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Salvation Army comments on Queen Mary Hospital

MEDIA RELEASE, Wellington, Wednesday 29 October 2003


Salvation Army comments on Queen Mary Hospital closure in Hanmer Springs.


The Salvation Army notes the closure of Queen Mary Hospital in Hanmer Springs and recognises its special place in the hearts of many New Zealanders. Thousands of alcoholics and drug addicts and their families have, for over 30 years, benefited from the healing environment of the Hanmer Hospital.

This closure reflects changing trends in the field of alcohol and drug treatment. This field is sadly under-resourced and lacking in a number of areas, according to Major Lynette Hutson, National Manager of The Salvation Army’s Addiction Services. ‘We’re dealing with far more complex people and our resources are inadequate,’ she said.

The Salvation Army wished to see continued development of a full range of addiction services. ‘The harmful impact of alcohol and drugs is not confined to the person, but reaches into all aspects of New Zealand life. It is vital to provide a range of services that can be easily accessed by people with a problem.’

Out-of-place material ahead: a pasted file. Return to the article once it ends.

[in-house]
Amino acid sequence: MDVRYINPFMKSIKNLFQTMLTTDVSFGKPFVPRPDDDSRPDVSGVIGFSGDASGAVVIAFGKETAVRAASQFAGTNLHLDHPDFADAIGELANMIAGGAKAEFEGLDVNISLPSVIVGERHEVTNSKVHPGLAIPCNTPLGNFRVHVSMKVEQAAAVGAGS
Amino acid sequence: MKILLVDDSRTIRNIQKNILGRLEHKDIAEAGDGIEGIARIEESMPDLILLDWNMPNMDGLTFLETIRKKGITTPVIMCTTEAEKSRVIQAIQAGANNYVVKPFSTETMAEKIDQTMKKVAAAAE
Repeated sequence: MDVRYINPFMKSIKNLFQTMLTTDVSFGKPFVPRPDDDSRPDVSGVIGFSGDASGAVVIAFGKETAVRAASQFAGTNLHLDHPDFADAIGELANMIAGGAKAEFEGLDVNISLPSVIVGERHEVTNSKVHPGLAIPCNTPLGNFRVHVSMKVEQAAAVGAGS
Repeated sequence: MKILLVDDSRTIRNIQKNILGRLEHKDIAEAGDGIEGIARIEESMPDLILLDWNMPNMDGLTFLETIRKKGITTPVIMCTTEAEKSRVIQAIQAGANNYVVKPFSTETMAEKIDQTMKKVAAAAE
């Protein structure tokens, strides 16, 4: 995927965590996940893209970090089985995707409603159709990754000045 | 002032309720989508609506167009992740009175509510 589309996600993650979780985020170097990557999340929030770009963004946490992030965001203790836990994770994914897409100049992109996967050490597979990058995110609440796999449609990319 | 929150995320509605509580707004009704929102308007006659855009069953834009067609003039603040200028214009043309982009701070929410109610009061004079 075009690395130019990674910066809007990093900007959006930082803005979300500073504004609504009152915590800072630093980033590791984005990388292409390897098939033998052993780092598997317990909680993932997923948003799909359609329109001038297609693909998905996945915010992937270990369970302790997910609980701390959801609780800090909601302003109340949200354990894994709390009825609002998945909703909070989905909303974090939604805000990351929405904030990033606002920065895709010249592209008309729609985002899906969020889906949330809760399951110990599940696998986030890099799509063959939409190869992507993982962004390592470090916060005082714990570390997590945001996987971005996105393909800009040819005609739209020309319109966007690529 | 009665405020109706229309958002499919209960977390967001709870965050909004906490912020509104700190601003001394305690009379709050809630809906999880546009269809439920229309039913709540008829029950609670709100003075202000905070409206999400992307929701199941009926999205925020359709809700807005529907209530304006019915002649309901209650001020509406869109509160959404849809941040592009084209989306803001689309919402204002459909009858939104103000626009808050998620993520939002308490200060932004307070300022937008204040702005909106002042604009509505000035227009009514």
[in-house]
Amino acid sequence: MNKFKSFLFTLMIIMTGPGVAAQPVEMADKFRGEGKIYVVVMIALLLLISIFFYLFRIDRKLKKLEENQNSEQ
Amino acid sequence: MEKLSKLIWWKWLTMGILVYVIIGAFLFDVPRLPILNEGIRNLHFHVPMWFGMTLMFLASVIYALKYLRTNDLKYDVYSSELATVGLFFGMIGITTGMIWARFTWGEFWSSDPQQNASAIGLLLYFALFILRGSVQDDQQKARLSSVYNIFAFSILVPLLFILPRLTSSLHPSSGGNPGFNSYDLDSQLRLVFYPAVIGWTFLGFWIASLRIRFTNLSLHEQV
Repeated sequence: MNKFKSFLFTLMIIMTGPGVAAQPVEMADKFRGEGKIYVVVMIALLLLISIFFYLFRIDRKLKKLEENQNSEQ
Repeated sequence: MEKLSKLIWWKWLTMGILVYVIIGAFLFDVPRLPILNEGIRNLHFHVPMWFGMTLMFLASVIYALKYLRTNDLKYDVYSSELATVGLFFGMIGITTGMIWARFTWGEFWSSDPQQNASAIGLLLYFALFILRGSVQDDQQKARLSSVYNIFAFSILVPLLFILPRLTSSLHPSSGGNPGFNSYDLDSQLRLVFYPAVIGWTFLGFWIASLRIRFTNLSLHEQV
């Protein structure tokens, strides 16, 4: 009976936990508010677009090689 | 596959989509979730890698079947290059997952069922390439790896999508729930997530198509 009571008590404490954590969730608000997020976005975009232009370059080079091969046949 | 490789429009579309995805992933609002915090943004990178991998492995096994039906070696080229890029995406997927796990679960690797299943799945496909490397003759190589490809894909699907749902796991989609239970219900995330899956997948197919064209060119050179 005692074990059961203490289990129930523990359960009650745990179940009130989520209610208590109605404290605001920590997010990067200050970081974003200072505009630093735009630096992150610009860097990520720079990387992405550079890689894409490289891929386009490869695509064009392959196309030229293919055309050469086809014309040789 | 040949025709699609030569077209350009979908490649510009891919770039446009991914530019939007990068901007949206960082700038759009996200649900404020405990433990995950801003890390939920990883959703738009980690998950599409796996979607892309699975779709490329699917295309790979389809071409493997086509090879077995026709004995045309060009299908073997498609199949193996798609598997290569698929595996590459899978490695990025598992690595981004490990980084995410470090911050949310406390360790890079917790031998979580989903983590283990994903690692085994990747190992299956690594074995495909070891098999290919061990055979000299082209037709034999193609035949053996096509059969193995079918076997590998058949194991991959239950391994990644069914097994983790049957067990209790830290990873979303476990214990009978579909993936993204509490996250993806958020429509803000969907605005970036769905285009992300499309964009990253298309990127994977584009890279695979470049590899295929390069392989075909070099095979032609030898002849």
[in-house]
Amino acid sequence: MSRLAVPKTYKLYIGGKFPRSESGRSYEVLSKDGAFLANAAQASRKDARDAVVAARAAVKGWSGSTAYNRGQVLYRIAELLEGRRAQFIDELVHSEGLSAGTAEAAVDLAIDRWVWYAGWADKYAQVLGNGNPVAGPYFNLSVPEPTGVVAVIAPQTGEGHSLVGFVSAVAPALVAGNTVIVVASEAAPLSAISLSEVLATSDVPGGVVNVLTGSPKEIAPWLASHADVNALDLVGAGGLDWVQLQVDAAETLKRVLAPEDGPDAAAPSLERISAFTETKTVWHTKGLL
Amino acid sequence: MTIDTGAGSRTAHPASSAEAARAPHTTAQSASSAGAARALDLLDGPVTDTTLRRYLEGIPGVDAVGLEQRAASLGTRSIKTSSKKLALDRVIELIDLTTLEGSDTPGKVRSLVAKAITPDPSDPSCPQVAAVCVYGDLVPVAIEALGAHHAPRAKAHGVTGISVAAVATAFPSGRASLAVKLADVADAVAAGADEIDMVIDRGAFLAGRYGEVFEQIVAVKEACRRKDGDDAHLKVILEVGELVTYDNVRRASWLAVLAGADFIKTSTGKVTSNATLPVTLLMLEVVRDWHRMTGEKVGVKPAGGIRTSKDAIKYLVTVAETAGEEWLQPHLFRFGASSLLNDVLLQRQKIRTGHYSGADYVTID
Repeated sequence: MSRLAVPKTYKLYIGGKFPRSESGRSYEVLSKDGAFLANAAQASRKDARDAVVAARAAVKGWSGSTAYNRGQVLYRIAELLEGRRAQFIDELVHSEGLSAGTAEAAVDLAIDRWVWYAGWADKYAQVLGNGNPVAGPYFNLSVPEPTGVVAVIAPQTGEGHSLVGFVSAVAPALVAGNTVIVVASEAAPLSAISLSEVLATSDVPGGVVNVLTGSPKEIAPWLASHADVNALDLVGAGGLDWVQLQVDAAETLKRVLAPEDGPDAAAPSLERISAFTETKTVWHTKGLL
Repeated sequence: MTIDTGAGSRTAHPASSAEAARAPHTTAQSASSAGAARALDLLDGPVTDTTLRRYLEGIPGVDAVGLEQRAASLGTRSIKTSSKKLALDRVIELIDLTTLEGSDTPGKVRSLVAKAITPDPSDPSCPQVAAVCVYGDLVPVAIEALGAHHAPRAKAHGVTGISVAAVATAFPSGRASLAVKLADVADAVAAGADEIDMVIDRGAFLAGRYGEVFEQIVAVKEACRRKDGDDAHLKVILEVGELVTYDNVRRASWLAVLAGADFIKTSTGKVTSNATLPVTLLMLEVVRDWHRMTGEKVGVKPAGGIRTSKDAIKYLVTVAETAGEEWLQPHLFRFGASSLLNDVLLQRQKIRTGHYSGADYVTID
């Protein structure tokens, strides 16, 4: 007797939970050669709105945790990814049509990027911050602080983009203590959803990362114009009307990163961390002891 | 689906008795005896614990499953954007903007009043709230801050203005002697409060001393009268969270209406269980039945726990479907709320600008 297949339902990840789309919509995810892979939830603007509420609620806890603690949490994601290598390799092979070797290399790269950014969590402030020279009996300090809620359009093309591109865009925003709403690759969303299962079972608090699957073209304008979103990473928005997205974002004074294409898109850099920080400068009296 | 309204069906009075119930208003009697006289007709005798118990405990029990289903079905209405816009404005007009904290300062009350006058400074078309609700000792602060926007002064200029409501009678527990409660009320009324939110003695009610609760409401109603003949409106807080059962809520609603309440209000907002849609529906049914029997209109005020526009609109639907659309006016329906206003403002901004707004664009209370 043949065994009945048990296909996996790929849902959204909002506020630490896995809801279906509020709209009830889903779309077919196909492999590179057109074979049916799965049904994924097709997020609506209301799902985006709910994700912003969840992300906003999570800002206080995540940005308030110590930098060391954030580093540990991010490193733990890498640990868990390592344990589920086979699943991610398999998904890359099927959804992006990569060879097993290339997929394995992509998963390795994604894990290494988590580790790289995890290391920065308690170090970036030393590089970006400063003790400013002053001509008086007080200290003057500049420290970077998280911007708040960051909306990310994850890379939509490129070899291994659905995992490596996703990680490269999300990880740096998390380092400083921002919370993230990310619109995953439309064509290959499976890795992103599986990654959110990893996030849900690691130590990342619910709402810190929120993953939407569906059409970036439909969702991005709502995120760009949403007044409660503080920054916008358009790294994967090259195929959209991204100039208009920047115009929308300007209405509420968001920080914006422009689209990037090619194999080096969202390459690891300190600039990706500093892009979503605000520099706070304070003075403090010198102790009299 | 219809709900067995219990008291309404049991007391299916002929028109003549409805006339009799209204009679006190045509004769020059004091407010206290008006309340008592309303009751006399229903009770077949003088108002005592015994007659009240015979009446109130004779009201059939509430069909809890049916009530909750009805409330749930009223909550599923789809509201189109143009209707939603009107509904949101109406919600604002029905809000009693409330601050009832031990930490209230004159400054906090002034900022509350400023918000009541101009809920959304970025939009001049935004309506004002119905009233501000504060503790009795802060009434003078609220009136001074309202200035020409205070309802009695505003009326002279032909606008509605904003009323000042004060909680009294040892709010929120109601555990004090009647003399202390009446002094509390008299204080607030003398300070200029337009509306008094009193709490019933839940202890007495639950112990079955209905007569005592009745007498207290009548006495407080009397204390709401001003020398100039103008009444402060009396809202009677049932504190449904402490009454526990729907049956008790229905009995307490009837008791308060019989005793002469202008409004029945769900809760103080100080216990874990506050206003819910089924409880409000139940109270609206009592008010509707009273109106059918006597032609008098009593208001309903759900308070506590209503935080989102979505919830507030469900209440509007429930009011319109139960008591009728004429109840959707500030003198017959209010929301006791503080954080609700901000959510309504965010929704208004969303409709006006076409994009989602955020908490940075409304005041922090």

Residential services were still essential but other options such as day programmes and outpatient programmes could be equally effective. ‘The principle of the least disruptive intervention guides us. When a person stays in their own environment they benefit by implementing the changes they are learning on a daily basis. The person’s family can gain immediate benefits also.’

The Salvation Army provides a whole continuum of alcohol and drug services from outpatient through to intensive long-term residential treatment, with six Salvation Army residential services across the country and day and outpatient programmes in 10 centres from Kaitaia to Invercargill. At any one time The Salvation Army has over 1,000 people connected with its services across New Zealand.

Major Hutson said they were seeing changing patterns of alcohol and drug use and had major concerns about the devastating impact of new drugs, as well as the ongoing impact of alcohol, which was still the greatest cause of harm in society.

The drug ‘P’ was the most destructive new element on the scene, she said. ‘“P” is truly the most serious thing that we’ve seen in 20 years. In Auckland at the beginning of the year, one to two of our clients came with “P” as their main problem. Now, almost 50 per cent have “P” as their main presenting problem. We’re working hard to respond.

‘Our concern is to match the person to the most appropriate level of treatment and to give support to people impacted by addiction. We aim to reach as many people as possible with the help they desperately need,’ Major Hutson said.


ENDS…

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